“Where have you been?” That’s a typical opening line delivered to Justin Reynolds from one of the middle school kids at My Sister’s House, where Justin has spent most Tuesday nights for the last four years. Justin volunteered to do childcare in 2011 as a way to connect with the Atlanta community because his job at E&Y requires him to travel most of the time.

I had the opportunity to sit down one-on-one with Justin to discover why a young successful consultant like himself would donate every Tuesday night for 4+ years to care for the children of homeless women.

Justin began volunteering at My Sister’s House in 2011 when a friend invited him to a social organization called Cornerstone, whose mission was to gather young professionals for the purpose of volunteering in their community. The result was a group of like-minded individuals who have become good friends because they now share the bond of caring for kids who simply don’t get a whole lot of attention.

“These kids – boys and girls – are the children of homeless women. Most of them don’t know their dads, so I may be the only male figure in their lives today, and I’m only there an hour a week.”

Back in 2011, when the original group started doing daycare every Tuesday night, it was very informal. Over time, the core group of young professionals, all unmarried and no kids of their own, began to coalesce into a tight social group, and a leader emerged in the form of Jessica Solid, who works with special needs children during the day, and leads the childcare volunteers at MSH at night.

Over that time, Justin and his fellow volunteers have interacted with literally hundreds of kids, but it’s the impact that their care for these children has on the mothers that Justin says really matters. Justin told me, “when these ladies see how much someone else cares about their children, it reaches them in a way not otherwise possible. They see that someone loves their kids, and they feel loved. Most of the time, these ladies don’t feel loved.”

[Tweet “Most of the time, these ladies don’t feel loved.”]

The children see the volunteers, especially the men in their business suits, as authority figures. They look up to them, and genuinely want their attention, their respect, their love, and – most of all – their time. “We encourage the kids to encourage their moms, to love their moms. It’s surprising to me how well they respond, and how much it means to the moms,” said Justin.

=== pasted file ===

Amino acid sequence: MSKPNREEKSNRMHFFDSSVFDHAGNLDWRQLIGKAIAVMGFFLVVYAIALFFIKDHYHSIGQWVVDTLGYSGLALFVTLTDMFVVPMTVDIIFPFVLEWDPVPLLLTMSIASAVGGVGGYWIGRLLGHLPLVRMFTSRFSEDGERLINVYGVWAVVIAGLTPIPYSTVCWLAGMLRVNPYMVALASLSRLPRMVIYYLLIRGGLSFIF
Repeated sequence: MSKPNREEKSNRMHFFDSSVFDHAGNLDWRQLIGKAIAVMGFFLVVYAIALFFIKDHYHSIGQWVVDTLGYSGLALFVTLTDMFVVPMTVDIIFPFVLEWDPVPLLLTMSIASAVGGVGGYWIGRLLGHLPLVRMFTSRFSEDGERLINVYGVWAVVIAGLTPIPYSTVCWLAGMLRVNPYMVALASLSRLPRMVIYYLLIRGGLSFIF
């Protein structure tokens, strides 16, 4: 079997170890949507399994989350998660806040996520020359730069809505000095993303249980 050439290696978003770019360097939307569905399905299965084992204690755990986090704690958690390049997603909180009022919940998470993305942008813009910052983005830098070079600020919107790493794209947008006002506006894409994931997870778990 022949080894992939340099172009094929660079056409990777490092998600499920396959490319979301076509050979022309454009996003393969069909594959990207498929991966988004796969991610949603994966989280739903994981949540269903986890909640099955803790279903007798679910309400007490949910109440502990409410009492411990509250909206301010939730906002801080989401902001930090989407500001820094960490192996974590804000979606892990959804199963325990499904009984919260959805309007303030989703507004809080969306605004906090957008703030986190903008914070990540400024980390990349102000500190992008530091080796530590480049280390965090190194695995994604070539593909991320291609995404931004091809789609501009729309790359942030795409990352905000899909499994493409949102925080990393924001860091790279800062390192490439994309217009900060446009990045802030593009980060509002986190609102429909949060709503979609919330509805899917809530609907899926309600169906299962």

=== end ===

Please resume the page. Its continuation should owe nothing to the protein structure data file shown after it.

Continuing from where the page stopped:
But why would Justin give his time in this way? I’ve told my main liaison at Atlanta Mission, Rachel, that there’s always a story, and the volunteers to Atlanta Mission are no exception. Turns out, Justin’s parents were divorced when he was young, and he did not have a male mentor in his life during those crucial decision-making years. “I made a lot of mistakes,” he said, “so I want to be a role model for some of these kids, to help them make good decisions where I made poor decisions.”

As it turns out, volunteering at My Sister’s House is one of Justin’s better decisions. Through that group of young professionals who began gathering to help these homeless families at Atlanta Mission, Justin met the aforementioned Rachel Solid. “I saw her on the playground,” he said, “and I thought ‘Wow!'” Justin and Rachel took only a year and a half to go on their first date, but Justin says that time getting to know each other while they were taking care of these kids was time very well spent.

“We had several conversations around the fact that we were becoming more than friends, but I wanted to be sure.”

Rachel is now an employee of Atlanta Mission, in charge of PR & Communications, and Justin still volunteers 7pm – 8pm every Tuesday night to these kids who so badly need and want his attention.

The familiar “where’ve you been?” is simply the kids’ way of expressing “I missed you.”

What do you think about that?

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